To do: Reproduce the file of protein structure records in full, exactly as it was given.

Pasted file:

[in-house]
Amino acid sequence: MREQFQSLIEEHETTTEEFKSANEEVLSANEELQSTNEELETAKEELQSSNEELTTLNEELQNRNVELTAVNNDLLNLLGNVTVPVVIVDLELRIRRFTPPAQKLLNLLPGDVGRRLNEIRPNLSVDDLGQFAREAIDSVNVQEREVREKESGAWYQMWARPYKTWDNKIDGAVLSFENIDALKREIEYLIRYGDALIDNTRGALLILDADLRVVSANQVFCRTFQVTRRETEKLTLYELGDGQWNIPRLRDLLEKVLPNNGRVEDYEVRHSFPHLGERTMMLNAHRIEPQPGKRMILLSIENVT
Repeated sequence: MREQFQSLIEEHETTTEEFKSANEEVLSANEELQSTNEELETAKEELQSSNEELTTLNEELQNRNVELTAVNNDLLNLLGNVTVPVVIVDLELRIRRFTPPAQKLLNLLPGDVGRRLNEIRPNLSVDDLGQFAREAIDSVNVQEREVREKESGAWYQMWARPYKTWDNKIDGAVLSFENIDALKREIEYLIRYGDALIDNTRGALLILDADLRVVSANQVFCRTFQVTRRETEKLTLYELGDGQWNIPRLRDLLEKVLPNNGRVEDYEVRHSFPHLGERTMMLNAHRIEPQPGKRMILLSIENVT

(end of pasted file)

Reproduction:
[in-house]
Amino acid sequence: MREQFQSLIEEHETTTEEFKSANEEVLSANEELQSTNEELETAKEELQSSNEELTTLNEELQNRNVELTAVNNDLLNLLGNVTVPVVIVDLELRIRRFTPPAQKLLNLLPGDVGRRLNEIRPNLSVDDLGQFAREAIDSVNVQEREVREKESGAWYQMWARPYKTWDNKIDGAVLSFENIDALKREIEYLIRYGDALIDNTRGALLILDADLRVVSANQVFCRTFQVTRRETEKLTLYELGDGQWNIPRLRDLLEKVLPNNGRVEDYEVRHSFPHLGERTMMLNAHRIEPQPGKRMILLSIENVT
Repeated sequence: MREQFQSLIEEHETTTEEFKSANEEVLSANEELQSTNEELETAKEELQSSNEELTTLNEELQNRNVELTAVNNDLLNLLGNVTVPVVIVDLELRIRRFTPPAQKLLNLLPGDVGRRLNEIRPNLSVDDLGQFAREAIDSVNVQEREVREKESGAWYQMWARPYKTWDNKIDGAVLSFENIDALKREIEYLIRYGDALIDNTRGALLILDADLRVVSANQVFCRTFQVTRRETEKLTLYELGDGQWNIPRLRDLLEKVLPNNGRVEDYEVRHSFPHLGERTMMLNAHRIEPQPGKRMILLSIENVT